Created | Updated Jan 28, 2002
An android is usually presented as a purely mechanical being with levels of strength and mental agility far exceeding their human counterparts. They have all the advantages of human dexterity, yet also have an infallible memory and incredible intelligence.
Due to current technological restraints, the only place where androids can be found is within the realm of science fiction literature and films. Although a lot of the separate parts of an android have been successfully built, no-one has been able to combine them into a single structure. For example, synthetic skin is very much a reality and is often used by puppeteers... Japanese scientists have created a set of legs with enough stability to climb significant inclines and even steps. Unfortunately they weigh approximately 35kg.
The greatest hurdle in creating an android is definitely making the brain. Today's cognitive scientists have created a computer program which will ask questions, but this is still not proof that it is self aware. The 'computer psychiatrist', Eliza, was able to ask questions but she certainly didn't know how to think for herself. Learning programs have been created using neural networks which incorporate a model of a neuron, the building block of the human brain. It is thought that the complex interactions of literally billions of these neurons are what gives rise to intelligence.
The science fiction ideal of what an android should look and act like are far more advanced than today's technology permits. Image-wise they come in two flavours: the metallic 'robot', such as C-3P0 from Star Wars, and the synthetic human nearly indistinguishable from the real thing, such as Data from Star Trek: The Next Generation. Where personality is concerned, nearly every visionary sees the same thing: androids all respond, act and are usually perceived as being individual entities rather than merely a tool owned by someone.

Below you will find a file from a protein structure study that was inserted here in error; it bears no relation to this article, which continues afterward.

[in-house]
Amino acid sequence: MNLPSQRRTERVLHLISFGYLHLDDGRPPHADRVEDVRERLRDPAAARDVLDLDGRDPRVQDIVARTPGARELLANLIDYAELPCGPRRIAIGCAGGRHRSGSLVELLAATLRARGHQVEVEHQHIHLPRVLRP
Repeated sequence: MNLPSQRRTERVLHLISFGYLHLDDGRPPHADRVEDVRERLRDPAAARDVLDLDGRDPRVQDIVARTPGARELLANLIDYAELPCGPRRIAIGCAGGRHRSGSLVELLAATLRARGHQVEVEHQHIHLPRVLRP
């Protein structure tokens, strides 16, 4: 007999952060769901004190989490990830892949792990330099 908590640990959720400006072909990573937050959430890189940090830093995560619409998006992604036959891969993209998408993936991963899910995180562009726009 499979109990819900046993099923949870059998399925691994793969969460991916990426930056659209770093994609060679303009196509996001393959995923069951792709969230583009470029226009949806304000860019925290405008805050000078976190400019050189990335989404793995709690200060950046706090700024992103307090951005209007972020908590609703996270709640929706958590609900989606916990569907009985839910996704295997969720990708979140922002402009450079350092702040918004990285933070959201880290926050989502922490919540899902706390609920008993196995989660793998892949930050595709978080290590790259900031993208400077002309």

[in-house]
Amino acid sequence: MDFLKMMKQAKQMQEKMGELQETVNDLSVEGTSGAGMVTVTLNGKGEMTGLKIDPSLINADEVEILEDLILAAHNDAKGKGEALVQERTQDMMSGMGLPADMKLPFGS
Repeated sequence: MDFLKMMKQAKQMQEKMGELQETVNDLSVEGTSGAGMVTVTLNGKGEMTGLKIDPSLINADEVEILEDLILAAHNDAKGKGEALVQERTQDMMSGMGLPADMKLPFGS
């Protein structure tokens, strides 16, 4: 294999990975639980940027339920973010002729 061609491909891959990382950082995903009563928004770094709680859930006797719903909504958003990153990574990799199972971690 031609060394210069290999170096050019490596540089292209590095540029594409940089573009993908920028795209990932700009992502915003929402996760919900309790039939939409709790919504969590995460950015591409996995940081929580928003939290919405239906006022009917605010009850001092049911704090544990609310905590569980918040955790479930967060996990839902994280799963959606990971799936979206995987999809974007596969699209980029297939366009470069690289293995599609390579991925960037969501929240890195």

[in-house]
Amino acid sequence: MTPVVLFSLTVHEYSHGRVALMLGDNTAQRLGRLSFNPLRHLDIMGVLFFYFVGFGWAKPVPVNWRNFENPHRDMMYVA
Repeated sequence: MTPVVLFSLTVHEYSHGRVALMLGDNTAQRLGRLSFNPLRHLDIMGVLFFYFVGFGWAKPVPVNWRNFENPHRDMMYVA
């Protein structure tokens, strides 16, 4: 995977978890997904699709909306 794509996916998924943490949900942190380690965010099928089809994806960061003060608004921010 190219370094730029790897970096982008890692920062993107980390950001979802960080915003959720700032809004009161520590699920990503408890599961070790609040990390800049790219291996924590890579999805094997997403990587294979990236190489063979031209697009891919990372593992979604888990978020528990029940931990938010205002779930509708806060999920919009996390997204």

Marvin the Paranoid Android, a key character in Douglas Adams' Hitchhiker's Guide to the Galaxy, is a prime example of an android. He professes to know absolutely everything, is practically immortal due to the design of his body, and can accomplish almost everything from the most advanced calculation to waiting around for a billion years doing nothing in particular.
Other science fiction androids include Bishop from Aliens, Kryten from Red Dwarf1, and Rachel Tyrell from Blade Runner who is a gynoid, the female equivalent of an android.
Cyborgs are a different type of being, often confused with androids. Cyborgs are biological entities which have been modified, usually to a great extent, by mechanical means. Famous cyborgs include Robocop and the Borg Collective featured in Star Trek. Either very little is left of the body, such as in Robocop, or it is used as a housing for mechanical enhancements which can be used to replace dysfunctional body parts, such as a synthetic hip joint, or even replacement ears and eyes.
Scientists point out that, at a fundamental level, many humans are close to being cyborgs at some point, using mechanical devices which allow us to perform otherwise impossible tasks. Examples include riding bicycles and using wheelchairs.